Green Tara the Bodhisattva
"Over my years of meditation on the goddess-Bodhisattva Tara, she has provided me with Refuge and, guiding star that she is, given me a direction by which to steer." -Dharmachari Purna
Tara's Bodhisattva Vow
Tara was once just an ordinary person, but after many lifetimes of practicing the Bodhisattva Path, she attained perfect enlightenment and vowed to stay and help all other creatures on their paths to enlightenment. The interesting thing about Tara is that she vowed not only to be a bodhisattva, but to do this in the form of a woman. Typically, in Buddhist thought, a Bodhisattva takes the male form. Tara's vow is striking because it went against traditional teaching. Her inspiring independence, along with many other qualities, has lead her to be perhaps the most popular Bodhisattva in the Buddhist tradition besides Avalokitesvara.
The story of Tara's origin, according to the Tara Tantra, recounts that aeons ago she was born as a king's daughter. A spiritual and compassionate princess, she regularly gave offerings and prayers to the ordained monks and nuns. She thus developed great merit, and the monks told her that, because of her spiritual attainments, they would pray that she be reborn as a man and spread Buddhist teachings. She responded that there was no male and no female, that nothing existed in reality, and that she wished to remain in female form to serve other beings until everyone reached enlightenment, hence implying the shortfall in the monk's knowledge in presuming only male preachers for the Buddhist religion.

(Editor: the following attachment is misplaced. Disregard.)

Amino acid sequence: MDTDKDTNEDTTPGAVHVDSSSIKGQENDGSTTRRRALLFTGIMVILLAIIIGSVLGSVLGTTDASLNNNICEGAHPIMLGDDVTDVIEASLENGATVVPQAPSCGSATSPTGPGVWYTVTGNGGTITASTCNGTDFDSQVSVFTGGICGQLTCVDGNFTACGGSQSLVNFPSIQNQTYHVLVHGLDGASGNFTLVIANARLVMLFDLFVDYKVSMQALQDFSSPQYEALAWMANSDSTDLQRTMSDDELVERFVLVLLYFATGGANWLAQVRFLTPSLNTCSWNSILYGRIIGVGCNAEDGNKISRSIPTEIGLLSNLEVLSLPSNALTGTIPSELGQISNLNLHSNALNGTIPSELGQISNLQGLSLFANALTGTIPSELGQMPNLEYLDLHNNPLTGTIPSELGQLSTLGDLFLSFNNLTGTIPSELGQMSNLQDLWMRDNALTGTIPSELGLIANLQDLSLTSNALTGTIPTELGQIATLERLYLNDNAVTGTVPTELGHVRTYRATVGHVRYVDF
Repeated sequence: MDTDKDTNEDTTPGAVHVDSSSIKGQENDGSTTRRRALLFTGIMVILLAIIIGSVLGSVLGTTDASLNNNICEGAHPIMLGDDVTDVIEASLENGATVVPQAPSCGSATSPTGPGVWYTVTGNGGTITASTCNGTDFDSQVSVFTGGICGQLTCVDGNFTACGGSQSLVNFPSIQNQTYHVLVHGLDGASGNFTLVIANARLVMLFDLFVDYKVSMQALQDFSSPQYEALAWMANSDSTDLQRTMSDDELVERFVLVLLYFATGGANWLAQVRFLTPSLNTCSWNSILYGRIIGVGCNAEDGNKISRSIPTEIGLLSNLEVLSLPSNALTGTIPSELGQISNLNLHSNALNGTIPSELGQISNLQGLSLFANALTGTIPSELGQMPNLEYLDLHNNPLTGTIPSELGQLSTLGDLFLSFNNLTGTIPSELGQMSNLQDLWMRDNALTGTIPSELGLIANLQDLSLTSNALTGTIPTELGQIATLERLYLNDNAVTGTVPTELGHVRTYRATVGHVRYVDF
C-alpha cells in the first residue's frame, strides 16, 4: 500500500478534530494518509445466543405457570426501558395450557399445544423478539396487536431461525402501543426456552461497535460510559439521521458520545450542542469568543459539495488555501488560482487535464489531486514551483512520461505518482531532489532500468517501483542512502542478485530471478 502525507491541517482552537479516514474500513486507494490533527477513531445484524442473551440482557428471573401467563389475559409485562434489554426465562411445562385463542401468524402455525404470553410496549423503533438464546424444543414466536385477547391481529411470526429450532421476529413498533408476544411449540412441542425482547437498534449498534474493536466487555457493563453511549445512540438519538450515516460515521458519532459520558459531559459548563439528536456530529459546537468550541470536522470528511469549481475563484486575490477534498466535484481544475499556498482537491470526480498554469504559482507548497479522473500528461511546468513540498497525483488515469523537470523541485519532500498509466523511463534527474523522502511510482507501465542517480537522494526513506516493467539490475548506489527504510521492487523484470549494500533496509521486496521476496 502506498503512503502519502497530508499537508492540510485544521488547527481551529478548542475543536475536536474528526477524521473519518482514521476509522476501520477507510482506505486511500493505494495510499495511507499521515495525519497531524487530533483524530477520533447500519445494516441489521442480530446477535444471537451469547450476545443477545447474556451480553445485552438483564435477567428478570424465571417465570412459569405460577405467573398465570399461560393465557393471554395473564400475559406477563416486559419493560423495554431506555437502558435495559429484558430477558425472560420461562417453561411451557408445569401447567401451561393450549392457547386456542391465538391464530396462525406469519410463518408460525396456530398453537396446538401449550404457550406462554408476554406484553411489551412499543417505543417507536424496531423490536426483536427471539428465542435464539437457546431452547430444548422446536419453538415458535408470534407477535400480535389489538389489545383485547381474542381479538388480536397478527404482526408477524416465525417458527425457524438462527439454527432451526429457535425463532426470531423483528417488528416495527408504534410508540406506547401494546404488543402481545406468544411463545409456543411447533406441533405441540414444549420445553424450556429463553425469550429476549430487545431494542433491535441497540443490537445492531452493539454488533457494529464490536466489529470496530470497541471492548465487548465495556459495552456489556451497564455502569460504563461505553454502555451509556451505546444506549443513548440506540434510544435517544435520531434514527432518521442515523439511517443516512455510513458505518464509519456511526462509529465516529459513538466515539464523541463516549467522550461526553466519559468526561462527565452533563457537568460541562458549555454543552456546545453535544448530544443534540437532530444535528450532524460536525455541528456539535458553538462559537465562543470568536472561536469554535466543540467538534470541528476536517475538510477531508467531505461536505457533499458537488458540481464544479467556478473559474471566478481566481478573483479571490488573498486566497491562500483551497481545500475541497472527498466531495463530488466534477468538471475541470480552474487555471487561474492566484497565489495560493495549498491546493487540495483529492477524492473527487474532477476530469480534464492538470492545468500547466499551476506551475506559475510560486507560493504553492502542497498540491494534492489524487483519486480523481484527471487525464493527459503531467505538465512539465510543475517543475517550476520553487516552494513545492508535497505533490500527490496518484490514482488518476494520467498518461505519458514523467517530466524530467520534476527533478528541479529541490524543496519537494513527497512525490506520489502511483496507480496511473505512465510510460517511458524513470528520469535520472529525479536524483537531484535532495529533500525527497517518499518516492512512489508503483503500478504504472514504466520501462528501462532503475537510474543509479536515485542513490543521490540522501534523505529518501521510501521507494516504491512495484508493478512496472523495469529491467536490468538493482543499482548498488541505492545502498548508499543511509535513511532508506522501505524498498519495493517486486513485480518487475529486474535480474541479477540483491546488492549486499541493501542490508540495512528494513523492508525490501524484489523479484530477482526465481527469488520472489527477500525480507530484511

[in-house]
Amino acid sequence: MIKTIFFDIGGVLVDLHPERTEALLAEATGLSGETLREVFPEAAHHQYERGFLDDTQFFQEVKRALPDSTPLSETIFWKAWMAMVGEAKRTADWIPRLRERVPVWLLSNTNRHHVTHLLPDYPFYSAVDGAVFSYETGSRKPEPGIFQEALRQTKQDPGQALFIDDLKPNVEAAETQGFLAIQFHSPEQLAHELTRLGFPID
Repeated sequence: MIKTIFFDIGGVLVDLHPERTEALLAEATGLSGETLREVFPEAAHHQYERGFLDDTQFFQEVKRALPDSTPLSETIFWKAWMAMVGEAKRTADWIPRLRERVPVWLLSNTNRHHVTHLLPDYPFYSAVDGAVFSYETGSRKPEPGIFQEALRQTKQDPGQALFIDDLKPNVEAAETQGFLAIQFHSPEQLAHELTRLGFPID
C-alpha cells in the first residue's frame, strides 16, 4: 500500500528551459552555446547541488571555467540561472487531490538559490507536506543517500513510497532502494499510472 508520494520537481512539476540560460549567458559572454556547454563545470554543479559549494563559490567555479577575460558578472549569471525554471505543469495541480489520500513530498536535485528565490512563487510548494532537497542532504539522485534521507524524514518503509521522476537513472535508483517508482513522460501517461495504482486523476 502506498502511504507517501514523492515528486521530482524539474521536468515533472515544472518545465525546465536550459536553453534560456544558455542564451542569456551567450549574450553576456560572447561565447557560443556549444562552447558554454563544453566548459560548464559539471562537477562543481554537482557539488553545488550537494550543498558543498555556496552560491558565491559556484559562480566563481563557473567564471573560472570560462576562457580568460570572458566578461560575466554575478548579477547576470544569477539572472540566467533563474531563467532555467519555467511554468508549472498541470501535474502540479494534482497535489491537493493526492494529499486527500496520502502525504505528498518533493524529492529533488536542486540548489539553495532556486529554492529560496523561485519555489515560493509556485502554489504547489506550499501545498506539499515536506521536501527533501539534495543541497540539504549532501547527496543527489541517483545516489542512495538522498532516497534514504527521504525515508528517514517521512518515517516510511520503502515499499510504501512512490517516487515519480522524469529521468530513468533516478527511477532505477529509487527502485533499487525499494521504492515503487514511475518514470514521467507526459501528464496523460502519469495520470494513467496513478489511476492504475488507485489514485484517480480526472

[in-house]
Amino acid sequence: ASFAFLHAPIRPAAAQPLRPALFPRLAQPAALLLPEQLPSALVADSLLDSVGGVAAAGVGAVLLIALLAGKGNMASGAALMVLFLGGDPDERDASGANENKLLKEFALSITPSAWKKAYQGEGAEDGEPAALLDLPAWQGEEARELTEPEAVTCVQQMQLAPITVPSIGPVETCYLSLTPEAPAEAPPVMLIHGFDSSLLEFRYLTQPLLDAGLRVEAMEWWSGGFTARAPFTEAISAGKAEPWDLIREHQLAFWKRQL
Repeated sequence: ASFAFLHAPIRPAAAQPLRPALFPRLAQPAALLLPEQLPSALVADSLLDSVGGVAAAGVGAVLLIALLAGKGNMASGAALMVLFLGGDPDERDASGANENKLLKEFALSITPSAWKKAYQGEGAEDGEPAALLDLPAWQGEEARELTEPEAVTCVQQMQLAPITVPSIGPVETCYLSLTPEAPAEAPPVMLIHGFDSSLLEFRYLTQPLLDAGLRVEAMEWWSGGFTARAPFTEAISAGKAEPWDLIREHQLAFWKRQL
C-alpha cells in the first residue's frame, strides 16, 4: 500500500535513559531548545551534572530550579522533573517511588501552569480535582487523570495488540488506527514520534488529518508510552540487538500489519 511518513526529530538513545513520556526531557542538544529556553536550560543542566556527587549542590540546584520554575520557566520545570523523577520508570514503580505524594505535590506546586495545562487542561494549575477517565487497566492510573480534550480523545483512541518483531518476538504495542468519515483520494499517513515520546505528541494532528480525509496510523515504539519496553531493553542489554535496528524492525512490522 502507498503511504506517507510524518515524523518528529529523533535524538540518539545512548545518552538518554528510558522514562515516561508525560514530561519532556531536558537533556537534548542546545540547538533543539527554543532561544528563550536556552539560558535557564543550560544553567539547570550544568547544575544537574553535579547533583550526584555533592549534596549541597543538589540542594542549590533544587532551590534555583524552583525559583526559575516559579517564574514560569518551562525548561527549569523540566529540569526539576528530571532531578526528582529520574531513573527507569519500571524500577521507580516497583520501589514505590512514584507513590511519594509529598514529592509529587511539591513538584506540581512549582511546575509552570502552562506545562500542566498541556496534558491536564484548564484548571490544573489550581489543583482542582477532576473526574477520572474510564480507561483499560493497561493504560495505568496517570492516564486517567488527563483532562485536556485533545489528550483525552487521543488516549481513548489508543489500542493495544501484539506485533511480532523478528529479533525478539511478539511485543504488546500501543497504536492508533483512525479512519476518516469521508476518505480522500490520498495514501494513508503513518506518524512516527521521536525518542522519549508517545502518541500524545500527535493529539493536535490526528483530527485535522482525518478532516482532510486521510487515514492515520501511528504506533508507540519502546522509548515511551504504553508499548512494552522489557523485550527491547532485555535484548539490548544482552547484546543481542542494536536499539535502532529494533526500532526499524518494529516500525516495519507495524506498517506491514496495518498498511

Tara's Qualities as a Bodhisattva
Another characteristic of Tara is her title "Mother of All the Buddhas". This represent her perfect wisdom, and also symbolizes the feministic quality of wisdom. (In Buddhist tradition wisdom is represented by the female while compassion by the male.) And, as we are all to be Buddhas eventually, Tara is also our Mother. Thus we should think of Tara lovingly.
The last characteristic of Tara as a Bodhisattva is her role of saviouress. She leads all beings across the river of samsara to the shore of enlightenment. She is also called "She Who Leads Across". Tara herself says, "I, O Lord, shall lead beings across the great flood of their diverse fears..." So not only does Tara help those who seek Nirvana; actually a major role she plays, and the reason for her major popularity, is the protection she offers from the eight great fears. These are the fears of lions, elephants, fire, snakes, robbers, imprisonment, drowning, and demons. Of course in modern times we rarely fear snakes and elephants, so these outer fears are only symbolic of the eight inner fears, which affect us all. The inner fears are: pride, delusion, anger, envy, wrong views, avarice, attachment, and doubt. Tara will help all those who suffer from these inner negative emotions.
These three characteristic of Tara; her vow to be a female Bodhisattva, her infinite wisdom, and her role as saviouress, compromise Green Tara, the Bodhisattva.
Here is Tara saving a man from a lion:
Here is Tara saving people from a burning house:
Tara as a Bodhisattva
Tara as a Deity
Tara as a Buddha